Even a cap hit in the $2.5 to $3 million range is somewhat of an underpay, but keep in mind that Tennessee has no state income tax, meaning his take-home pay is higher than it would be in most other markets. Regardless of what his new deal looks like, getting one done is of the highest importance this offseason. Sissons has proven himself to be a vital part of the team, and needs to continue to be moving forward.

Rocco Grimaldi

When Poile signed Rocco Grimaldi to a one-year deal last summer, I doubt many in the hockey world thought much of it. I mean it was a two-way contract that pays him $650,000 at the NHL level and $175,000 in the AHL. He had 37 NHL games, five goals and 10 points with two teams across four seasons to his name. It was pretty obvious he was expected to be a regular in the AHL, where he has been incredibly successful with 80 goals and 172 points in 247 games. So when the Predators called him up on Nov. 25 for the second time this season, he wasn’t expected to stick, but he’s proven everyone wrong.

In 53 games this season, he has five goals and 13 points, all which surpass his career totals entering 2018-19. While the numbers are surprising, perhaps they shouldn’t be. The Florida Panthers drafted Grimaldi 33rd overall in the 2011 Draft after a productive two-season stint with the U.S. National Team Development Program.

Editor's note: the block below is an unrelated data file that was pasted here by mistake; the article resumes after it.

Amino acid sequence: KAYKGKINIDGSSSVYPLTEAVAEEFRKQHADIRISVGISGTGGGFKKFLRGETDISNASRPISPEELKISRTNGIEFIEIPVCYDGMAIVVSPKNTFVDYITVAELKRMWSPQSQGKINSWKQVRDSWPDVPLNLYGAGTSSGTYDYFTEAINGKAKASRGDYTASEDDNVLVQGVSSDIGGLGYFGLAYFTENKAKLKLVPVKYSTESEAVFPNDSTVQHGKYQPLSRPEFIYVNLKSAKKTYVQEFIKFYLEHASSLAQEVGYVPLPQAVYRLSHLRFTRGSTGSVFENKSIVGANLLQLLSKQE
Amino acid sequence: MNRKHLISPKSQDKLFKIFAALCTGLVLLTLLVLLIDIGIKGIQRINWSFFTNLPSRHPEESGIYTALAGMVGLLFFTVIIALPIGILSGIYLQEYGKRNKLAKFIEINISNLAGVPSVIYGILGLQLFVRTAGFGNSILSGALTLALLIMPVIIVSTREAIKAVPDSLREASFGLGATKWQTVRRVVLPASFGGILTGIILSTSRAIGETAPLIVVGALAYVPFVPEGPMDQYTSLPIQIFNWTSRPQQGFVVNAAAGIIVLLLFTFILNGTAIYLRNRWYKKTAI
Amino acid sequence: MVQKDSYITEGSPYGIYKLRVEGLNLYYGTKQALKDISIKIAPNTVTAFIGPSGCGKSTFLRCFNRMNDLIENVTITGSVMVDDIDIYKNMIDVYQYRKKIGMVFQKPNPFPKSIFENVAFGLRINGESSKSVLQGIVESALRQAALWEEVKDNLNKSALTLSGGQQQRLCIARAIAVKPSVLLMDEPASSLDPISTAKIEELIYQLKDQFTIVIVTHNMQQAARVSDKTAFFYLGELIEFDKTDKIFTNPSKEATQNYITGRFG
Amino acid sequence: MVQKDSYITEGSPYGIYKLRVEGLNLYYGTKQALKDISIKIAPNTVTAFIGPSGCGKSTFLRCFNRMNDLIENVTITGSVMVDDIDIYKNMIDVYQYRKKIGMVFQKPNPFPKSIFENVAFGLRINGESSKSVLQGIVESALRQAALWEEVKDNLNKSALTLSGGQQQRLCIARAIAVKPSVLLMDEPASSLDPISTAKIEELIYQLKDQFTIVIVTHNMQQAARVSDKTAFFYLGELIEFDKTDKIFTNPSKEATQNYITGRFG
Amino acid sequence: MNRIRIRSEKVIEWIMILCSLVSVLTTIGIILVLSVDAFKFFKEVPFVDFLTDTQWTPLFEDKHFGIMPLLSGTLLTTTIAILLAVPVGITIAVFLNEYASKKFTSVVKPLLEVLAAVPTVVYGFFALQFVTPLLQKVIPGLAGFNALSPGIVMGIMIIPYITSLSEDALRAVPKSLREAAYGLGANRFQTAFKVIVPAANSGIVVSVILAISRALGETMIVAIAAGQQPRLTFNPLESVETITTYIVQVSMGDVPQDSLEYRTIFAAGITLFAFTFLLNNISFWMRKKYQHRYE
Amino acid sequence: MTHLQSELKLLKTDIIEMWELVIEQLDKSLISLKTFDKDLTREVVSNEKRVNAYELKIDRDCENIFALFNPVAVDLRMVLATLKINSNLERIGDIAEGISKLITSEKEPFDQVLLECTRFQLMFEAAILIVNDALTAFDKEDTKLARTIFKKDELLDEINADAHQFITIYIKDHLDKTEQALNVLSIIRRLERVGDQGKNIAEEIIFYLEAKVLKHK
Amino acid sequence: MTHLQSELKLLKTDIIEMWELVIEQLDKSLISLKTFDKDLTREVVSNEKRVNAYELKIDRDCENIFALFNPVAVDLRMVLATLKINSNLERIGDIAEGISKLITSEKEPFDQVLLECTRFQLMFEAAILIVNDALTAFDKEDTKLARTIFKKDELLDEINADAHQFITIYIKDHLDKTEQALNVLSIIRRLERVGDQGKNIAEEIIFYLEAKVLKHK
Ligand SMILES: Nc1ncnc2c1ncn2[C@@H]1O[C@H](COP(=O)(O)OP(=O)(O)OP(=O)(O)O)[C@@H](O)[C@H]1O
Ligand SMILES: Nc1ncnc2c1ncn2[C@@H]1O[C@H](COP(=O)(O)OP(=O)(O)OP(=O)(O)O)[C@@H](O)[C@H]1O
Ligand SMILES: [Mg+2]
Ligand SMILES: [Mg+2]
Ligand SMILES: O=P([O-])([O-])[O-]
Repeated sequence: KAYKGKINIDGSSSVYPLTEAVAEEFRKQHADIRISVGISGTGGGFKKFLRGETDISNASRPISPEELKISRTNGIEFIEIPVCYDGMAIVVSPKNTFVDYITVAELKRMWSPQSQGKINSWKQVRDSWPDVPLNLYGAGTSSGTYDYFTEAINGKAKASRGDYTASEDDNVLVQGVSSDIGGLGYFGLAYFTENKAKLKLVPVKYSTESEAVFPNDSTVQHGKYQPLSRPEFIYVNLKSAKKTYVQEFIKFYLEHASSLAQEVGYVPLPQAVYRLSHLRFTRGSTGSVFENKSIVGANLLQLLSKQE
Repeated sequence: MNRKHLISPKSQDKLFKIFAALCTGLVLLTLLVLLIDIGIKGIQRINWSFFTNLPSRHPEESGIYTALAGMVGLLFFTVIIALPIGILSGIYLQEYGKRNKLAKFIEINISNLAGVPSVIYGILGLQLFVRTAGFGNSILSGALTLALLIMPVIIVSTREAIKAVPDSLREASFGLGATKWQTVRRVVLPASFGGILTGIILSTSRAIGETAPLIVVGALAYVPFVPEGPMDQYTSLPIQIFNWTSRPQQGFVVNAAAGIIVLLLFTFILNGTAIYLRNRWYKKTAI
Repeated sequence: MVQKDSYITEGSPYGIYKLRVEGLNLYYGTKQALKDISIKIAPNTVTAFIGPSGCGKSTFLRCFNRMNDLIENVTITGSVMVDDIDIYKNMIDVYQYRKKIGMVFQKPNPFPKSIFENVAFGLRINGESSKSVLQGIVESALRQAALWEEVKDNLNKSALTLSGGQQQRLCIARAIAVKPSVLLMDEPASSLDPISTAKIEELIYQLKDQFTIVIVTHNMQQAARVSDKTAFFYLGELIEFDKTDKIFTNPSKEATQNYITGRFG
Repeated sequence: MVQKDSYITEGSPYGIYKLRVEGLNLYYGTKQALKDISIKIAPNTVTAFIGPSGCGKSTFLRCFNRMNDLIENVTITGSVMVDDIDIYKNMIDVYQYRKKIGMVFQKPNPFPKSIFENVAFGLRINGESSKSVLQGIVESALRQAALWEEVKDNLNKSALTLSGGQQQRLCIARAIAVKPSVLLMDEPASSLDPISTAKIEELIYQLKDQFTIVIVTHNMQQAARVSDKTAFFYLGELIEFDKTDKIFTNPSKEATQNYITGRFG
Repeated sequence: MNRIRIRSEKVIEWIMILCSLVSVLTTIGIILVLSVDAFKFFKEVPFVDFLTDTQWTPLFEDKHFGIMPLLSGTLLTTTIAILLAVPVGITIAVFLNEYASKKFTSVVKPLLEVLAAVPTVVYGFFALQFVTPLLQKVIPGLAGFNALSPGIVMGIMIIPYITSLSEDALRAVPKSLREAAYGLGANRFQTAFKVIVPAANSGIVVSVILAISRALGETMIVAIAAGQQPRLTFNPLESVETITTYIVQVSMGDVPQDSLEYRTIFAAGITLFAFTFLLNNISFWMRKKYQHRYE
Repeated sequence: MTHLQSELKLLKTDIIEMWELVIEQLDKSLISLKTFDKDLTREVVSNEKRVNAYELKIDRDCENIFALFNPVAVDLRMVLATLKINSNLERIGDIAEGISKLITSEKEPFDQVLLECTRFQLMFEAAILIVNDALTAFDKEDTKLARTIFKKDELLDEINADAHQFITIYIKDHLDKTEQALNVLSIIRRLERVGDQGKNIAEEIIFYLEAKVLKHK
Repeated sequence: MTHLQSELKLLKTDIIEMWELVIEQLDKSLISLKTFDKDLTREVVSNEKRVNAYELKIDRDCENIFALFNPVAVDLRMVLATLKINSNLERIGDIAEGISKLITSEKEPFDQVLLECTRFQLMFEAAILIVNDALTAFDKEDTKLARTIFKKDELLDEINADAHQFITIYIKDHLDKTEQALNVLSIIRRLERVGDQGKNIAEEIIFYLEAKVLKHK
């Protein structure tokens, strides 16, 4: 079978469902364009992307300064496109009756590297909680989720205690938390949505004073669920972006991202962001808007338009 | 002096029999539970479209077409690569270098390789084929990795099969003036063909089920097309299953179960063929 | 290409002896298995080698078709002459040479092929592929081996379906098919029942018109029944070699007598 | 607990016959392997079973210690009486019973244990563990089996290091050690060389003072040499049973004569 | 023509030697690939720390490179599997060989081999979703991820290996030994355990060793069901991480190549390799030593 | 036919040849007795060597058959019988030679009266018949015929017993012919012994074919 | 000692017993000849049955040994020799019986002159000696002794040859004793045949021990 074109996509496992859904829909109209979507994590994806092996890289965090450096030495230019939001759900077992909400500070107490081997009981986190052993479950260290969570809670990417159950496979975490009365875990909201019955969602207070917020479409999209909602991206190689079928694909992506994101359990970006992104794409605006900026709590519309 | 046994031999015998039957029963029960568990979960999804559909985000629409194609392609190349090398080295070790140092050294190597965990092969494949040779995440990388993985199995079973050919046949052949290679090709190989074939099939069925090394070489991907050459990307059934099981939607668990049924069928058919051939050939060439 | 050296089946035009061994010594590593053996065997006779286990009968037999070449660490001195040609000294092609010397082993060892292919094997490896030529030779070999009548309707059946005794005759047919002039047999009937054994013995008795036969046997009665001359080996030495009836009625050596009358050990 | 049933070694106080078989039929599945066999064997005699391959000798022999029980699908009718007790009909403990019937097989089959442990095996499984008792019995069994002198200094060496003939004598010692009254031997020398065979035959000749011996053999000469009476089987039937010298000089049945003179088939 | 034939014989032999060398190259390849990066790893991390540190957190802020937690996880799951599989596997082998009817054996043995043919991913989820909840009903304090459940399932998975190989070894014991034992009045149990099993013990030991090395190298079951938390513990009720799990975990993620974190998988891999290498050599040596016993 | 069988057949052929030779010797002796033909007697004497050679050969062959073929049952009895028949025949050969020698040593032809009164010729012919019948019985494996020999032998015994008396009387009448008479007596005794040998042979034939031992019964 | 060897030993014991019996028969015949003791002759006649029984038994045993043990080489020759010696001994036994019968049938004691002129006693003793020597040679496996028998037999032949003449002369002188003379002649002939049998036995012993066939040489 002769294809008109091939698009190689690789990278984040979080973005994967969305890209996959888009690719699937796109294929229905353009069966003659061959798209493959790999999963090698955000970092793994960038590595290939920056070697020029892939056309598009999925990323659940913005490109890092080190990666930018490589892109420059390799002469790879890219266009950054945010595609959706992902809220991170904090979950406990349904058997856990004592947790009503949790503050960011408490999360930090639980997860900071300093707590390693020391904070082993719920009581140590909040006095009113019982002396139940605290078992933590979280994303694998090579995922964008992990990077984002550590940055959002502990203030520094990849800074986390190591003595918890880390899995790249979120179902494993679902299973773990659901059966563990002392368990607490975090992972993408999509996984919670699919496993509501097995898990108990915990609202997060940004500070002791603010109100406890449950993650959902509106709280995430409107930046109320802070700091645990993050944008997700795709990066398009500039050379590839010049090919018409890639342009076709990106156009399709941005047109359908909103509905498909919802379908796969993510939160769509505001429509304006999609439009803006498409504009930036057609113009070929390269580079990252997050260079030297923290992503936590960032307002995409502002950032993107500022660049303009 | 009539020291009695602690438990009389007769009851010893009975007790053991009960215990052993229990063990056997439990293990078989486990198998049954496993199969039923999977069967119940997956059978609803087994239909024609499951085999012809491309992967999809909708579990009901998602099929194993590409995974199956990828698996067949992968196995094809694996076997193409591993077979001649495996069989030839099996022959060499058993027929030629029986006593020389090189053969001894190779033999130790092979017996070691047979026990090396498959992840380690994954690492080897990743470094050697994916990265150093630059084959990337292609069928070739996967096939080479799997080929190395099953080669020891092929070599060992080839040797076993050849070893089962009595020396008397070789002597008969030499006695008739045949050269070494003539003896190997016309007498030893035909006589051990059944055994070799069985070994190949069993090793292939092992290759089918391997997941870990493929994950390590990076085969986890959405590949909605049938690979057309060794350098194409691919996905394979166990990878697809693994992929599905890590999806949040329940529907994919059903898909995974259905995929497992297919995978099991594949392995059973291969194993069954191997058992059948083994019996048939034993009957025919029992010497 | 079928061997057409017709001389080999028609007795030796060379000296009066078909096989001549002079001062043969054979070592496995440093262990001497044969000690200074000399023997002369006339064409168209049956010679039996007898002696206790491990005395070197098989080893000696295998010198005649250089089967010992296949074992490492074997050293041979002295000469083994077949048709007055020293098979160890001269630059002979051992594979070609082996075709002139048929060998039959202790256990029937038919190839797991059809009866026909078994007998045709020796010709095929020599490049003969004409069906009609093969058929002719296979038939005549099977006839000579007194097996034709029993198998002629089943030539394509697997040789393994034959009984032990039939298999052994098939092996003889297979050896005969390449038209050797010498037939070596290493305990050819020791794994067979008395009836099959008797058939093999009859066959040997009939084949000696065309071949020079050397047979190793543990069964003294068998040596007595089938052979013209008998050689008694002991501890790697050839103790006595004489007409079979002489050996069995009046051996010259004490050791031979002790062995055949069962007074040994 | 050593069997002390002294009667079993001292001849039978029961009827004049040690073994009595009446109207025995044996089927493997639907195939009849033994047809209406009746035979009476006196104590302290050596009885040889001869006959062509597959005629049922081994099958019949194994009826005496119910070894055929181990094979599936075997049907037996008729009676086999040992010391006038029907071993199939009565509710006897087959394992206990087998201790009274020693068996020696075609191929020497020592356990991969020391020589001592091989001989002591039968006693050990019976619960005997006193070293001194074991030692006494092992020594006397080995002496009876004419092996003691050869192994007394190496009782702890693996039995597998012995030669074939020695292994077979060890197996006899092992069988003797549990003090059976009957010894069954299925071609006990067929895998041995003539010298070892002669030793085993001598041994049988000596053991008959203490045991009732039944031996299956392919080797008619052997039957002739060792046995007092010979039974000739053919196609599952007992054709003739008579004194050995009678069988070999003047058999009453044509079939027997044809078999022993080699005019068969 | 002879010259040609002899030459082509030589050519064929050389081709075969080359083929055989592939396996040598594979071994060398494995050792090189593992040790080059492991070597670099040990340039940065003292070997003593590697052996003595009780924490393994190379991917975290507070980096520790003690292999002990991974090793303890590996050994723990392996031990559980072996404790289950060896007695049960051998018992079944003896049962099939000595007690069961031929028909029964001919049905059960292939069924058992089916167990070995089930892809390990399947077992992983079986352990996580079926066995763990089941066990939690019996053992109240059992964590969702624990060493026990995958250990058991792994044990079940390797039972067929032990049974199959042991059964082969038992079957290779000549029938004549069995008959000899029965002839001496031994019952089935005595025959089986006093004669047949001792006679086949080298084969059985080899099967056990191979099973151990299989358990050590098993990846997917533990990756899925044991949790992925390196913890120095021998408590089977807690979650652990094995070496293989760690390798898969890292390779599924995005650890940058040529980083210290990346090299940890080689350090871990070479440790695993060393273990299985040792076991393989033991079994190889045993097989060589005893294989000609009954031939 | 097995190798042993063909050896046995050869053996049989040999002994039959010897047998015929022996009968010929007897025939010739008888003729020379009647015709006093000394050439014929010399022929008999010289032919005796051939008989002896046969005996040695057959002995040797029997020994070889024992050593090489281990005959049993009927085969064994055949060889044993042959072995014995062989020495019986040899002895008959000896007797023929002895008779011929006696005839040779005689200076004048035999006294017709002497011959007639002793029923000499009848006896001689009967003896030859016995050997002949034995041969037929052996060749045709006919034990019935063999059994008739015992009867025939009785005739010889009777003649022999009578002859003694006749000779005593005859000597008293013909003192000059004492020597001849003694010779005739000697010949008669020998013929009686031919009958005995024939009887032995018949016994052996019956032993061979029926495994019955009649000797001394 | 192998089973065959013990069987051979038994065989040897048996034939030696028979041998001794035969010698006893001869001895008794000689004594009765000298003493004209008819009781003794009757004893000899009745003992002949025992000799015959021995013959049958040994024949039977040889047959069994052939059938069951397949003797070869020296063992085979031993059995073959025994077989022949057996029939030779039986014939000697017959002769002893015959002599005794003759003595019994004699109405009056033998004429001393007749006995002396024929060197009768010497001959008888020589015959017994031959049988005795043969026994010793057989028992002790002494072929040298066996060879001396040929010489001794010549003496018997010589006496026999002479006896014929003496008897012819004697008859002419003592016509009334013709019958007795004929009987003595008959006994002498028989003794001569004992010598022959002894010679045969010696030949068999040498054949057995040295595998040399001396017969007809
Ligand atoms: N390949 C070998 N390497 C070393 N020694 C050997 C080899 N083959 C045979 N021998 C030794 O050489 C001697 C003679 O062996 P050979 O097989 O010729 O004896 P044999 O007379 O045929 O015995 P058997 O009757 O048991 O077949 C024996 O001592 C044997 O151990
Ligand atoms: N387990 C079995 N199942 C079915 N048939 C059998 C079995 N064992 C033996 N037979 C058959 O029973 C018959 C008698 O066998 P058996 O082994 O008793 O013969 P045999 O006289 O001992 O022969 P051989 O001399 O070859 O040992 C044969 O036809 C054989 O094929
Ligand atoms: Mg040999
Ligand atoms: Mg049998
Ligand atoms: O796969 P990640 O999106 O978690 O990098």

Rocco Grimaldi, Florida Panthers
The Panthers drafted Rocco Grimaldi in the second round of the 2011 Draft. (Jerome Miron-USA TODAY Sports)

He followed that up with three quality seasons with the University of North Dakota before turning pro in 2014-15. The Panthers gave him 27 NHL games over two seasons before trading him to the Colorado Avalanche in June 2016. The Avalanche didn’t play him much either, only 10 games in two seasons. A free agent in 2018, the Predators signed him.

It appears that all Grimaldi needed was a chance, and he’s capitalized on it. He may be undersized at 5-foot-6, but he’s proven himself valuable in all three zones while playing bottom-six minutes. He’s strong on the forecheck while being defensively responsible and has a plus-12 turnover differential and a 57.5 percent Corsi. With his one-year deal expiring this summer, he should be in line for his first multi-year contract since his entry-level contract concluded.

Should the Predators Re-Sign Him?

A short, two-to-three-year deal in the $1 million range would make a lot of sense. Grimaldi has middle-six upside but there’s an absence of room on the Predators’ NHL roster to fill that role. Not to mention prospects Pitlick and Eeli Tolvanen, who will be pushing for playing time next season. But in a fourth-line role, Grimaldi is an excellent option to call upon for offense and should be paid as such.

Rocco Grimaldi Nashville Predators
The Predators should re-sign Rocco Grimaldi this offseason. (Amy Irvin / The Hockey Writers)

A Light Summer

The summer of 2019 figures to be a quiet offseason for the Predators from a free agent standpoint. With only four UFAs and two RFAs, the 2019-20 roster is likely to be similar to the 2018-19 edition. That’s pretty typical of teams that are perennial contenders. However, that doesn’t mean Poile won’t be active on the trade market, but I’ll cover that in a different article.

*All stats come from Hockey-Reference, Elite Prospects and Natural Stat Trick